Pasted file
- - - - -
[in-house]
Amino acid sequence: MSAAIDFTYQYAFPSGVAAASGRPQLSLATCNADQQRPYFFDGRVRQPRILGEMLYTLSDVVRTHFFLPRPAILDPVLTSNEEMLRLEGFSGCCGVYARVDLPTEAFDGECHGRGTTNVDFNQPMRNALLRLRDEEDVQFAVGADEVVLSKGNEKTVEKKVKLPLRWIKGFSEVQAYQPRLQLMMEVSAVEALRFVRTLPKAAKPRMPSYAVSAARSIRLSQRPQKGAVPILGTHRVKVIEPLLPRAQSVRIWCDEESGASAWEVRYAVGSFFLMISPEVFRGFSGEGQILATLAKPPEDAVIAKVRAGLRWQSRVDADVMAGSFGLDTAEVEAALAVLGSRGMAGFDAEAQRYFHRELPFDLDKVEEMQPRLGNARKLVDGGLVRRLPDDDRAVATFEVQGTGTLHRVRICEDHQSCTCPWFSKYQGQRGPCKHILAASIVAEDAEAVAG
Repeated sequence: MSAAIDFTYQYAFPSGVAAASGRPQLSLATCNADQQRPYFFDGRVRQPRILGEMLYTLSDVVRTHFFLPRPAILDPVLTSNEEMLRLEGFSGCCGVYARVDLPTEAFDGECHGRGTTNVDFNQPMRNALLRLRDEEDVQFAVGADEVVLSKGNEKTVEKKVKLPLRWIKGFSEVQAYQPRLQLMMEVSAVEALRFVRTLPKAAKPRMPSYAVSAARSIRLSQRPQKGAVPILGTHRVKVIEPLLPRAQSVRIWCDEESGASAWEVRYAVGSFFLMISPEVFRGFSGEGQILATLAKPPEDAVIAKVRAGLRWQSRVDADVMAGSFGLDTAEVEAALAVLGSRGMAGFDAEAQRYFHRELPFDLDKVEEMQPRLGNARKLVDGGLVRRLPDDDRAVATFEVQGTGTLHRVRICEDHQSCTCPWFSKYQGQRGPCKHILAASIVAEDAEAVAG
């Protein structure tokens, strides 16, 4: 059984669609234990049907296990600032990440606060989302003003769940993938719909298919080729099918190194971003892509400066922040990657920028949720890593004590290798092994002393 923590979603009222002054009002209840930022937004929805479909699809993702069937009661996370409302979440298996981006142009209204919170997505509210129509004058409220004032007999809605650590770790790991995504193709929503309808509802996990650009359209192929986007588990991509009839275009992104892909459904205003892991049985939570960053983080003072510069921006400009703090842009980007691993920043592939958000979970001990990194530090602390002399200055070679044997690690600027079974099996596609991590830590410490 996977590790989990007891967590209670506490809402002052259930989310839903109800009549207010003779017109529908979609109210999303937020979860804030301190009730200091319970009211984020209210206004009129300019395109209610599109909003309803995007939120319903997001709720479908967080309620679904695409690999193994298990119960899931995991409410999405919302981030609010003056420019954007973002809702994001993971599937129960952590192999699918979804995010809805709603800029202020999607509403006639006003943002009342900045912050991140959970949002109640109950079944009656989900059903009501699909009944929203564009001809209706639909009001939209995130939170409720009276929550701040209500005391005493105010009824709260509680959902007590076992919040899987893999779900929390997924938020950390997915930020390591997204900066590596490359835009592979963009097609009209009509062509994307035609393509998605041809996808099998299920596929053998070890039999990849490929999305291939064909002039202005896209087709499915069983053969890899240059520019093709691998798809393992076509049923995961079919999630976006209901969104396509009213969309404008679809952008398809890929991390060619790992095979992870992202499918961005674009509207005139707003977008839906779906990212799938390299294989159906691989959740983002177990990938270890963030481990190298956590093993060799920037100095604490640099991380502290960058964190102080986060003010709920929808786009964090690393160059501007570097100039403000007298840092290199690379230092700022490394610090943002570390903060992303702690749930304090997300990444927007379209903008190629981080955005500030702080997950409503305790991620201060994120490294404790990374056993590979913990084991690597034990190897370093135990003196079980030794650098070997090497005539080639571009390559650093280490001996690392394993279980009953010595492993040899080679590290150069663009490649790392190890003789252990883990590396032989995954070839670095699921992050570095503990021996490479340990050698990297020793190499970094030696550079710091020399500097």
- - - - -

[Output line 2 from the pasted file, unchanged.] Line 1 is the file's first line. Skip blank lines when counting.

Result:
Amino acid sequence: MSAAIDFTYQYAFPSGVAAASGRPQLSLATCNADQQRPYFFDGRVRQPRILGEMLYTLSDVVRTHFFLPRPAILDPVLTSNEEMLRLEGFSGCCGVYARVDLPTEAFDGECHGRGTTNVDFNQPMRNALLRLRDEEDVQFAVGADEVVLSKGNEKTVEKKVKLPLRWIKGFSEVQAYQPRLQLMMEVSAVEALRFVRTLPKAAKPRMPSYAVSAARSIRLSQRPQKGAVPILGTHRVKVIEPLLPRAQSVRIWCDEESGASAWEVRYAVGSFFLMISPEVFRGFSGEGQILATLAKPPEDAVIAKVRAGLRWQSRVDADVMAGSFGLDTAEVEAALAVLGSRGMAGFDAEAQRYFHRELPFDLDKVEEMQPRLGNARKLVDGGLVRRLPDDDRAVATFEVQGTGTLHRVRICEDHQSCTCPWFSKYQGQRGPCKHILAASIVAEDAEAVAG